Once you have met all your compliance requirements, the next step is quality control. A new product hasn’t gone through a full production run before, so ensuring high quality it of the utmost importance. While you could spend thousands of dollars flying to and from the factory to check your product yourself, there is a better way. Many sellers and businesses prefer to have someone on the ground that can regularly check in with their factory. Taking pictures and videos of your product against the golden sample is a good way to ensure the production run is ready to launch into the marketplace. This way, you limit your spend, save time, and ultimately achieve the same result – injecting transparency and quality into your supply chain. Without this kind of process put in place, you risk letting your customers purchase low quality or defective product. Over 90% of Amazon users will not purchase an item with less than three stars, so producing a quality product is important if you want to be successful on this platform.
Bringing it all Together
With the right team on your side, taking an idea from fruition to manufacturing to bringing in income on Amazon can be done in six months rather than in two years. The process starts with a necessary investment up front in design. Factories are doers – not creators, so limiting their ability to manipulate the product will pay dividends on both time and money. Next, connect with or hire someone who understands the factory landscape in the country you plan on going into production. Their ability to drive you to a good factory will limit the opaqueness of outlets like Alibaba. They will also allow you to expedite time and save money in the sampling process. Make sure to check quality consistently and have good communication with your factory. This applies both in the sampling and production stages. Setting up inspection checkpoints is a good way to ensure your product is ready for full scale production. Finally, make sure to get your new product tested and compliant for the country you plan to sell it in.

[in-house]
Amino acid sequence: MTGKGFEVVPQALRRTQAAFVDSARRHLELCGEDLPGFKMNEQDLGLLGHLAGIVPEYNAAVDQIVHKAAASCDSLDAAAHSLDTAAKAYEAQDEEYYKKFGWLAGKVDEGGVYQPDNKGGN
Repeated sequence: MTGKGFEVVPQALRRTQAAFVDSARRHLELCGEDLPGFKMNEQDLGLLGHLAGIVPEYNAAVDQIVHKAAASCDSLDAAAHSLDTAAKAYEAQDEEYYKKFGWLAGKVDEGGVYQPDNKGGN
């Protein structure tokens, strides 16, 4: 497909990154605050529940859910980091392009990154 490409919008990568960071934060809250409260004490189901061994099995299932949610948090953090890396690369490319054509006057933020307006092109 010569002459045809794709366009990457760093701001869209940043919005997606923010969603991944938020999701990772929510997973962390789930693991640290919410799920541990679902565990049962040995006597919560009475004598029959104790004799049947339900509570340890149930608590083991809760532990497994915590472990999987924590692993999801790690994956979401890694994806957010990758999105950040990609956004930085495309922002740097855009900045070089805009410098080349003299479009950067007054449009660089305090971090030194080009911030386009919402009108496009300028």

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The views, thoughts, advice, strategies, and opinions expressed in this blog belong solely to the guest blogger (author of this blog). They do not purport to represent or reflect the views, thoughts, advice, strategies, or opinions of Helium 10, its parent organization, subsidiaries, partners, affiliates, or any other entities doing business with Helium 10.
Given the ever-changing nature of selling on Amazon, sellers should use common sense and consider the relevancy and timing (among other factors) of any information, strategies, or advice that they receive and make the most appropriate choices for their own business. Helium 10, its parent organization, subsidiaries, partners, affiliates, or any other entities doing business with Helium 10 are not responsible for any legal, financial, operational, or any other professional losses or damage that may result from execution of said information, strategies, or advice.